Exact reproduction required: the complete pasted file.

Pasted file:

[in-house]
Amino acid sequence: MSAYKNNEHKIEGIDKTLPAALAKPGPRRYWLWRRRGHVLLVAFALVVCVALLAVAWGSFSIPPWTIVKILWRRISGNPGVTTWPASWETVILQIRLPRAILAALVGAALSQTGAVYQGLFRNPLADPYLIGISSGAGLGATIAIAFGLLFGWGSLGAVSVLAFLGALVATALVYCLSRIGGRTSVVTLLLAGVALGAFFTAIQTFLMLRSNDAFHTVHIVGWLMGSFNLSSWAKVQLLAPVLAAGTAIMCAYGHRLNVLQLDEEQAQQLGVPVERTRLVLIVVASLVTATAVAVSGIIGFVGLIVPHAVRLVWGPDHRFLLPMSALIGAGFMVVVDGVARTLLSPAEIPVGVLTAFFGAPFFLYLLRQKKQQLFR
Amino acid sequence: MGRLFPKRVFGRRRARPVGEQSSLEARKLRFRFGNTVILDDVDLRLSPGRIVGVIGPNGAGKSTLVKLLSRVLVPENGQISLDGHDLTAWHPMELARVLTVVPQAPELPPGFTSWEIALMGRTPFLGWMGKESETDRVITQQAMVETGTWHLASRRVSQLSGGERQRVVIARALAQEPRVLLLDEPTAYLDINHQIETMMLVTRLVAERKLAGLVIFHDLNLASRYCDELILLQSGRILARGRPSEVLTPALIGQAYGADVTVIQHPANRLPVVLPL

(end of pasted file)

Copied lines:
[in-house]
Amino acid sequence: MSAYKNNEHKIEGIDKTLPAALAKPGPRRYWLWRRRGHVLLVAFALVVCVALLAVAWGSFSIPPWTIVKILWRRISGNPGVTTWPASWETVILQIRLPRAILAALVGAALSQTGAVYQGLFRNPLADPYLIGISSGAGLGATIAIAFGLLFGWGSLGAVSVLAFLGALVATALVYCLSRIGGRTSVVTLLLAGVALGAFFTAIQTFLMLRSNDAFHTVHIVGWLMGSFNLSSWAKVQLLAPVLAAGTAIMCAYGHRLNVLQLDEEQAQQLGVPVERTRLVLIVVASLVTATAVAVSGIIGFVGLIVPHAVRLVWGPDHRFLLPMSALIGAGFMVVVDGVARTLLSPAEIPVGVLTAFFGAPFFLYLLRQKKQQLFR
Amino acid sequence: MGRLFPKRVFGRRRARPVGEQSSLEARKLRFRFGNTVILDDVDLRLSPGRIVGVIGPNGAGKSTLVKLLSRVLVPENGQISLDGHDLTAWHPMELARVLTVVPQAPELPPGFTSWEIALMGRTPFLGWMGKESETDRVITQQAMVETGTWHLASRRVSQLSGGERQRVVIARALAQEPRVLLLDEPTAYLDINHQIETMMLVTRLVAERKLAGLVIFHDLNLASRYCDELILLQSGRILARGRPSEVLTPALIGQAYGADVTVIQHPANRLPVVLPL